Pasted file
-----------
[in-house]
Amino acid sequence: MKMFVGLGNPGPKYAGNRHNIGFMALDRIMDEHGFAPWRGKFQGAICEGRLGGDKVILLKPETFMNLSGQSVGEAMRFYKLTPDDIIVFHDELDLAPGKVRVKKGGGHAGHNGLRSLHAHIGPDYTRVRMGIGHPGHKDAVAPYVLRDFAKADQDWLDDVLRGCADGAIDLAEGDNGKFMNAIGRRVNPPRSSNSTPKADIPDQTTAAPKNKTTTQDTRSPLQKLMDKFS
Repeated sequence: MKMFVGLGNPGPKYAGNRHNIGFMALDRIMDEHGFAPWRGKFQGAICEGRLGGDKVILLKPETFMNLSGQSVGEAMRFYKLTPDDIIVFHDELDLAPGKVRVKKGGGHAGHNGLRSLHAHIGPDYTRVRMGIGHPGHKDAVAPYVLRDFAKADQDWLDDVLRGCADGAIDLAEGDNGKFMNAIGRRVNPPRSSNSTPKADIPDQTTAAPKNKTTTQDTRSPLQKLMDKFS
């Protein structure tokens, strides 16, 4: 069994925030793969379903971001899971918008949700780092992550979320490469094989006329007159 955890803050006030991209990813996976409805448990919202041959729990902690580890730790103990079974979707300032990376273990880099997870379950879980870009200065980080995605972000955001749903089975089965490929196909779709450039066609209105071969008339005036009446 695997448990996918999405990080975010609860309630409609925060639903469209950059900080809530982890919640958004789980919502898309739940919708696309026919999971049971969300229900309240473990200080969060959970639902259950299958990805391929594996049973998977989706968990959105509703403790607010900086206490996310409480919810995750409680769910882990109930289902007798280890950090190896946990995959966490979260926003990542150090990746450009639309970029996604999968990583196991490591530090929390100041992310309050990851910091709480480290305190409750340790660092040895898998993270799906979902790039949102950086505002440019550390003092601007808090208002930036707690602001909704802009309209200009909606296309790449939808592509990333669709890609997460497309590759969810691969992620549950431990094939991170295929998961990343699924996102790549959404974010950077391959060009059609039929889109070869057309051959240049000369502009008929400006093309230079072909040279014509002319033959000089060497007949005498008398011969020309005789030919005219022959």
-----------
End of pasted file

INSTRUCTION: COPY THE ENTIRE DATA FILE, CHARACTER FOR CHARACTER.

[in-house]
Amino acid sequence: MKMFVGLGNPGPKYAGNRHNIGFMALDRIMDEHGFAPWRGKFQGAICEGRLGGDKVILLKPETFMNLSGQSVGEAMRFYKLTPDDIIVFHDELDLAPGKVRVKKGGGHAGHNGLRSLHAHIGPDYTRVRMGIGHPGHKDAVAPYVLRDFAKADQDWLDDVLRGCADGAIDLAEGDNGKFMNAIGRRVNPPRSSNSTPKADIPDQTTAAPKNKTTTQDTRSPLQKLMDKFS
Repeated sequence: MKMFVGLGNPGPKYAGNRHNIGFMALDRIMDEHGFAPWRGKFQGAICEGRLGGDKVILLKPETFMNLSGQSVGEAMRFYKLTPDDIIVFHDELDLAPGKVRVKKGGGHAGHNGLRSLHAHIGPDYTRVRMGIGHPGHKDAVAPYVLRDFAKADQDWLDDVLRGCADGAIDLAEGDNGKFMNAIGRRVNPPRSSNSTPKADIPDQTTAAPKNKTTTQDTRSPLQKLMDKFS
């Protein structure tokens, strides 16, 4: 069994925030793969379903971001899971918008949700780092992550979320490469094989006329007159 955890803050006030991209990813996976409805448990919202041959729990902690580890730790103990079974979707300032990376273990880099997870379950879980870009200065980080995605972000955001749903089975089965490929196909779709450039066609209105071969008339005036009446 695997448990996918999405990080975010609860309630409609925060639903469209950059900080809530982890919640958004789980919502898309739940919708696309026919999971049971969300229900309240473990200080969060959970639902259950299958990805391929594996049973998977989706968990959105509703403790607010900086206490996310409480919810995750409680769910882990109930289902007798280890950090190896946990995959966490979260926003990542150090990746450009639309970029996604999968990583196991490591530090929390100041992310309050990851910091709480480290305190409750340790660092040895898998993270799906979902790039949102950086505002440019550390003092601007808090208002930036707690602001909704802009309209200009909606296309790449939808592509990333669709890609997460497309590759969810691969992620549950431990094939991170295929998961990343699924996102790549959404974010950077391959060009059609039929889109070869057309051959240049000369502009008929400006093309230079072909040279014509002319033959000089060497007949005498008398011969020309005789030919005219022959």